I have noted a time or two that I have been in (and out of) the transportation business in one form or another for the better part of two decades. There have been sojourns in the hospitality industry and education along the way and even a stint in corrections "education." The transportation industry, trucking in particular, is always a fall back when needed (and when one can stomach it).
I have driven trucks, owned taxicabs, driven limos (yes I have a few stories), run local "hot shot," and have been, and currently am in, trucking "management." Not upper management of course, but down in the trenches with the grunts. Yes, the nitty gritty dealing daily with irate truckers, irate customers, sullen wash rack hands and mechanics, etc. etc. These folks can be enough on any given day to try patience sure but nothing tends to be more infuriating (and ridiculous) than dealing with the corporate folk and their unrealistic demands and fantastic schemes.
Right now the emphasis is on "recruiting." The problem is that no common carrier that I am aware of is really fully staffed. Like with anything else, some firms are better than others, but none (that I know of) in the chemical transportation segment are what I would call a real good company. My firm of about one thousand drivers is only down around ten folks from this time last year. True, there has been a good bit of turnover (roughly twenty percent) but there has been a good deal of hiring to offset the loss. For the uninitiated, a turnover rate of 20 percent is not considered that bad industry wide. Some firms have close to a 100 percent turnover rate in the time frame of one year. That fact that we are only down eight or ten from a year ago should be looked upon as, if not near phenomenal, at least pretty darn good.
Of course it isn't seen in that light. It is considered abject failure by the corporate types and their answer is that the company has failed at "recruiting" and its' cousin, "retention". Perhaps we have. For instance, a manager with our firm must seriously look a candidate in the face and tell them that we offer a ridiculously low training pay package (for hauling unbelievably hazardous products). We must let them know that it is company policy that a driver must be in training for quite a time ( usually regardless of experience), but we certainly don't tell them that when training is completed and they are working on "percentage" that 25 percent is not really 25 percent. We let them figure that one out on their own.......or more likely they are informed by the old hands of this little fact before they even really get going...Makes it a bit of a hard sell to recruit or retain.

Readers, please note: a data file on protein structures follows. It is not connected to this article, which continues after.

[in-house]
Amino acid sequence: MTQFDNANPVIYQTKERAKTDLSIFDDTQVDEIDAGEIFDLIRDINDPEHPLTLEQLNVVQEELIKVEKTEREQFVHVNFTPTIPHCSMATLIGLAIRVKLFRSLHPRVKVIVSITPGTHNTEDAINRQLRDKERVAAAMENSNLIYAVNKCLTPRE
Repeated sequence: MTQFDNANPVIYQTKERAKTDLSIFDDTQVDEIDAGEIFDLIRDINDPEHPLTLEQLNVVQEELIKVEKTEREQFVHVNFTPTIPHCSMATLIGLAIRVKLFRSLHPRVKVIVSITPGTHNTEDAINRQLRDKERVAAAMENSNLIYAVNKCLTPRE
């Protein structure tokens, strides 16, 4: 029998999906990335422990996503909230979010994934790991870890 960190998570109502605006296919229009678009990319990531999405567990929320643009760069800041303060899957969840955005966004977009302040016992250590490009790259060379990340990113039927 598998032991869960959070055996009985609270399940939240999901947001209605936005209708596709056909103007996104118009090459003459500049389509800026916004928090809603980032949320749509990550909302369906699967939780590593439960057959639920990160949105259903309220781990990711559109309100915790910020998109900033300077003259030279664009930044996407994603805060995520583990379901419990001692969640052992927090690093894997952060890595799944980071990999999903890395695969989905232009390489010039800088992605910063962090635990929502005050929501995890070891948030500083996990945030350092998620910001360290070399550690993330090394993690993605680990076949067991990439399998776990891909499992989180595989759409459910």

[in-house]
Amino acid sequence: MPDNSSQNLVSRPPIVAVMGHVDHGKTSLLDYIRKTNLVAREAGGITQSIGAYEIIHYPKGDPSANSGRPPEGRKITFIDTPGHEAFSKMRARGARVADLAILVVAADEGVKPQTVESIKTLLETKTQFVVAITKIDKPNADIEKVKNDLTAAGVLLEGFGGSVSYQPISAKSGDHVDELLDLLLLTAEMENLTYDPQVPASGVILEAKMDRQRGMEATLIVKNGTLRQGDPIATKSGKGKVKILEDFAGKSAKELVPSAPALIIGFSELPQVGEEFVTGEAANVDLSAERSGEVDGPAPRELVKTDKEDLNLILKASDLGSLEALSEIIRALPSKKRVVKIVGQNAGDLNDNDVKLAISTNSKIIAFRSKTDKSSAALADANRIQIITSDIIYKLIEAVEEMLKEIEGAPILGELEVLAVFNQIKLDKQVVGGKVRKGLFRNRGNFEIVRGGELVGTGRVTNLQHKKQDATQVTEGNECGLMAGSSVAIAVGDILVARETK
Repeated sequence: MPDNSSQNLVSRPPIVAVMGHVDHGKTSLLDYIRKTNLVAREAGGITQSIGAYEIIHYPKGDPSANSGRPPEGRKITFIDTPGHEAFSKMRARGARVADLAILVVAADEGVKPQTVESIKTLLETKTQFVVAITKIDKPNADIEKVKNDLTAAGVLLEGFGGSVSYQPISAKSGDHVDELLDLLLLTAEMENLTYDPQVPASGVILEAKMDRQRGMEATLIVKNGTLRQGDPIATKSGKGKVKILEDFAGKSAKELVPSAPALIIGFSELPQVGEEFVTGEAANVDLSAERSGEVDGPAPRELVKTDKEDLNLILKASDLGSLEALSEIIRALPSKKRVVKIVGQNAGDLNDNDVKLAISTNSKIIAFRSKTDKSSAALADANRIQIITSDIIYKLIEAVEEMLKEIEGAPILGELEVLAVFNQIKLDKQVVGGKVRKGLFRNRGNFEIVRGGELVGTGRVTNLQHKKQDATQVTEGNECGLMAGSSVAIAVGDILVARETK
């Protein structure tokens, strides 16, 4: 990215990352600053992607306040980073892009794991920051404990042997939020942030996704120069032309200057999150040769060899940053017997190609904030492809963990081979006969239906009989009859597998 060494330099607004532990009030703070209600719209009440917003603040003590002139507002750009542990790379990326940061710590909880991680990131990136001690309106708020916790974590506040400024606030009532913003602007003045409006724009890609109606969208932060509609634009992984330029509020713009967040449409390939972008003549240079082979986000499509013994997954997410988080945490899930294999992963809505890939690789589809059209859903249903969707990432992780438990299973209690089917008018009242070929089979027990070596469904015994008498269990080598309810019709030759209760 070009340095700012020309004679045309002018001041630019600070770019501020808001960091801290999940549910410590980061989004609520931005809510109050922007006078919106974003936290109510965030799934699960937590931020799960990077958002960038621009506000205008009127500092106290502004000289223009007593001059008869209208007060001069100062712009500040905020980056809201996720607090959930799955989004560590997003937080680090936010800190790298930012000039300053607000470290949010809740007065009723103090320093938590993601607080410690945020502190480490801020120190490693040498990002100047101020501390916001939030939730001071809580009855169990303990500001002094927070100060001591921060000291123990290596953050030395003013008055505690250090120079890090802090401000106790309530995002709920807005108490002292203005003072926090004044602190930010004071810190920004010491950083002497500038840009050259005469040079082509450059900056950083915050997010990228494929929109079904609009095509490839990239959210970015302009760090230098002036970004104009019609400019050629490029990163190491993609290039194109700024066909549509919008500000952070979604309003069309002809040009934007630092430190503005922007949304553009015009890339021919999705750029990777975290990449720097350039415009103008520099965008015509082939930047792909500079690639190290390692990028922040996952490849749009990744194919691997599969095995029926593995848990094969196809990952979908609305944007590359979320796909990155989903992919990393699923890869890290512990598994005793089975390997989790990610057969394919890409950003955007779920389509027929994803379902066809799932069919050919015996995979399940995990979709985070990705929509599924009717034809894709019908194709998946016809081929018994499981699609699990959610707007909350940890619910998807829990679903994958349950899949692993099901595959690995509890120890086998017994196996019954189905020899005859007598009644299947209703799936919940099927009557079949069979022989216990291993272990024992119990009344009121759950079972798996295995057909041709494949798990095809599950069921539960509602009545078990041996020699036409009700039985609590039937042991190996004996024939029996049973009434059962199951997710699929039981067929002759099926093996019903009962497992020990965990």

Recruiting? At any truckstop a driver can pick up one of the plethora of trucker "magazines" that are all devoted to this recruiting. Who can forget the "Donco - Good for you. Good for your family" advertisements that were in all of them in the mid 90's? Must not have worked too well. Where is Donco now? You see the point? If a trucking firm has to spend any amount chasing the dwindling pool of drivers, then that company is one to avoid. Everyone knows this. It is no secret. When was the last time anyone saw an advertisement devoted to recruiting drivers for say UPS, FedEx, Kroger, or even The Evil Empire? What about Praxair, TriGas, Air Liquide or Amerigas? What you do see is the Schneider, CalArk, Prime, Werners' etc. etc. of the world. There is reason for that.....
Our firm is now placing their hopes in our region on a billboard. Not billboards mind you but a billboard. Singular. We are gearing up for the horde of people who will be lighting up the phone lines just waiting to come to work for our firm. We are taking it seriously, there are forms to fill out and procedures to follow and it will be a flop. Oh we will get a few calls and maybe even hire a couple of folks as a direct result but, at the end of the day, we will gain two and lose two (if we are lucky).
Problem is (other than the obvious driver compensation issue) is that these folks in charge of recruiting are young marketing, public relations, or some other type of "business" grads. It is difficult for a sorority sister to understand the motivations of a truck driving man (or woman) and they will miss the mark every time. These marketing gurus are not bad kids - on the contrary. Smart? No doubt. Decent folk? I'm sure. They just don't get it. That's all. How could they possibly?
In fairness, it is not their fault that they are in league with the devil (so to speak). They are people of job age and a job was offered. They do the best they can and are held accountable for the success (and usually lack thereof) of their grandiose plans. How can it be otherwise when the senior "leadership" of the company are as visionary as opium eaters and live in a fantasy world themselves?They can not reach the trucking crowd. They simply misunderstand their psychology.
Incidentally, I casually asked a trucker what he thought when he saw a trucking company constantly advertising for drivers. He said it showed desperation. That was predictable and most think the same way. The exact same way..
Is there an easy answer to the trucker shortage that plagues nearly (but not all) sectors of the industry? Not sure. A huge leap forward in compensation is a start. One thing I do know is that most truckers want a truck that doesn't (often) strand them, decent home time, and fair (yes good) compensation. How hard is that to figure out?
Recruiting for a trucking company? Good luck with all that.